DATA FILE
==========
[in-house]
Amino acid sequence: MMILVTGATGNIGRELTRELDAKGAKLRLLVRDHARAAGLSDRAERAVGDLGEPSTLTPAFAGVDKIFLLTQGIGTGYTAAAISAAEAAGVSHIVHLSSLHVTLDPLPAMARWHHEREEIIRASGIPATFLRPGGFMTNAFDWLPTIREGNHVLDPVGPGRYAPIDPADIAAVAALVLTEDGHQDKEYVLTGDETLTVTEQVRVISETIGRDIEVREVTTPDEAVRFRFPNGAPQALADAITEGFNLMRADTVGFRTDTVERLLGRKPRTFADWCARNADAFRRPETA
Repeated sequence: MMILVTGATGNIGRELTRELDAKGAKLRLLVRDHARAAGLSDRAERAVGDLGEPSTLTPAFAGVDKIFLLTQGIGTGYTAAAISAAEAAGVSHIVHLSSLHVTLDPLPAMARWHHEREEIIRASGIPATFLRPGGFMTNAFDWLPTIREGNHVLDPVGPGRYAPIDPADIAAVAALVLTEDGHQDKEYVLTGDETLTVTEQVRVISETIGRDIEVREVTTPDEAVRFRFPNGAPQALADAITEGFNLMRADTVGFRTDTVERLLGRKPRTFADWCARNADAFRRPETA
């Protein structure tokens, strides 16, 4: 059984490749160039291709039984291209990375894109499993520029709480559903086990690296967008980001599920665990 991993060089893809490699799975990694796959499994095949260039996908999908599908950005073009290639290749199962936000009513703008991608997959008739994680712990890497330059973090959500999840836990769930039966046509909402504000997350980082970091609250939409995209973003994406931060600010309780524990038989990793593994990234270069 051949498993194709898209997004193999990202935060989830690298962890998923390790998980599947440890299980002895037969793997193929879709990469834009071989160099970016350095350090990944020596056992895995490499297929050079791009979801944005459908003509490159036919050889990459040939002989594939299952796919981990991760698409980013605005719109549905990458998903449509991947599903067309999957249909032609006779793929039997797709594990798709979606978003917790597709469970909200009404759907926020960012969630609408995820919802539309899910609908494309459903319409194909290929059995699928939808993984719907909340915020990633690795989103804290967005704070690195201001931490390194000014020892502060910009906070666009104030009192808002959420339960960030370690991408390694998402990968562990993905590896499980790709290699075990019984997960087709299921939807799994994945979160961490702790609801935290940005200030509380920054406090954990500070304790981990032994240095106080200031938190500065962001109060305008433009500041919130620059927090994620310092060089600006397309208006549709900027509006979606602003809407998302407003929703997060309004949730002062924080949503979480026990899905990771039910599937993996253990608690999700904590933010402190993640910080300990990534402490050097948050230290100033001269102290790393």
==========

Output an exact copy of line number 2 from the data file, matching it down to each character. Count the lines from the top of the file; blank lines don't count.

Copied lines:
Amino acid sequence: MMILVTGATGNIGRELTRELDAKGAKLRLLVRDHARAAGLSDRAERAVGDLGEPSTLTPAFAGVDKIFLLTQGIGTGYTAAAISAAEAAGVSHIVHLSSLHVTLDPLPAMARWHHEREEIIRASGIPATFLRPGGFMTNAFDWLPTIREGNHVLDPVGPGRYAPIDPADIAAVAALVLTEDGHQDKEYVLTGDETLTVTEQVRVISETIGRDIEVREVTTPDEAVRFRFPNGAPQALADAITEGFNLMRADTVGFRTDTVERLLGRKPRTFADWCARNADAFRRPETA